In Cawker City, stop at the Limestone Studio, 821 Wisconsin Avenue, to see Cher Olson, and in Downs visit Prairie Wind Art, 810 N Morgan Avenue, to see Gary Ozias. KSHS and KATP in the Valley. Click the following link to join: www.kshs.org/joinkshs/pdfs/2007_spring.pdf

 

Reporting on the Road Research
June, 2007

 

Nearly 400 hours of digging–not with shovels in the soil, but through newspapers and records–have been reported by those researching the history of Highway 24 through the Solomon Valley. Kansas was definitely “on the way” as travelers sought direct routes and sure footing, often right here.

 

Kansas Humanities Consultant Joyce Suellentrop has braided the tales of the road together, using the information provided by the researchers working from Glasco to Hoxie. The next step is to complete documentation, fill in gaps, and prepare the manu- script for publication.

This has been an enormous undertaking, but the story is remarkable, justifying the quest to find it, to tell it. We will keep you posted on progress.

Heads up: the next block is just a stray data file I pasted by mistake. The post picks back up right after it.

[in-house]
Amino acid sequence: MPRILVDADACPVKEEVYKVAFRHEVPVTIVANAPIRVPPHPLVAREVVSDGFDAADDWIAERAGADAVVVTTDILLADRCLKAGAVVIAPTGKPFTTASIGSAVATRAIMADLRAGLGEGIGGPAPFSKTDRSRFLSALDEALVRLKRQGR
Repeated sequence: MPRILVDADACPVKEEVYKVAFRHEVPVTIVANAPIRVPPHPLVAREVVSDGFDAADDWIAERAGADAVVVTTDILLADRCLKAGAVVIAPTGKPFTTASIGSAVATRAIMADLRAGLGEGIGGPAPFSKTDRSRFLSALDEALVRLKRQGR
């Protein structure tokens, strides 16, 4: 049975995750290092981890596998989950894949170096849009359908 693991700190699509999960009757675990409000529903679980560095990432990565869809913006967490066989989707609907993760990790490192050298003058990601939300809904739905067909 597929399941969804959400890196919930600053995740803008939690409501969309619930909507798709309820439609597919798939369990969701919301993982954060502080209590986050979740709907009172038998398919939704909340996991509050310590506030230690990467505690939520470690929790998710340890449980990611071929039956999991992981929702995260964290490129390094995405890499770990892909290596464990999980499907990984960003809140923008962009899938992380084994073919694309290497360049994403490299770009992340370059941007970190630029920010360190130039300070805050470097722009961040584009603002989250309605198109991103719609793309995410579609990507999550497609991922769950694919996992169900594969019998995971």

Art, Quilt and Craft Show Successful
June, 2007

 
A successful addition to the Morland Lions Club Memorial Weekend activities was an exhibit by local artists, quilters and crafters. Painting with water- colors, tatting, quilting, wheat weaving, and jewelry designing were presented. Local students exhibited art and ceramic school projects. Other popular exhibits included a vintage apron collection, oriental rugs, memory wall hanging, and woodcarving. An- tique friendship quilts were popular exhibits and created numerous opportunities for reminiscing.

Organizers considered the show a great success with plans already underway for a show again next year.

 

Traveling on Sunflower Journeys
March, 2007

 

The Solomon Valley Highway 24 Heritage Alliance was honored to be the leadoff segment of the Sunflower Journey’s twentieth year of broadcasts on public television, a production of KTWU at Wash- burn University in Topeka.
 

Producer Jim Kelly traveled from Glasco to Downs with Joan Nothern and Leo Oliva, sampling the atmosphere and offerings to be found in the valley. With the band suite Solomon Valley Anthology in the background, Dave Kendall provided nice interpretive voice over, emphasizing that the Heritage Alliance has had impact on the residents of the Solomon Valley, confirming their efforts to make their home a better place and one worth fighting for.
 

Leo and Joan shared interviews, providing historical background and pointing out several preservation efforts. The program aired February first and third. It will be available in the future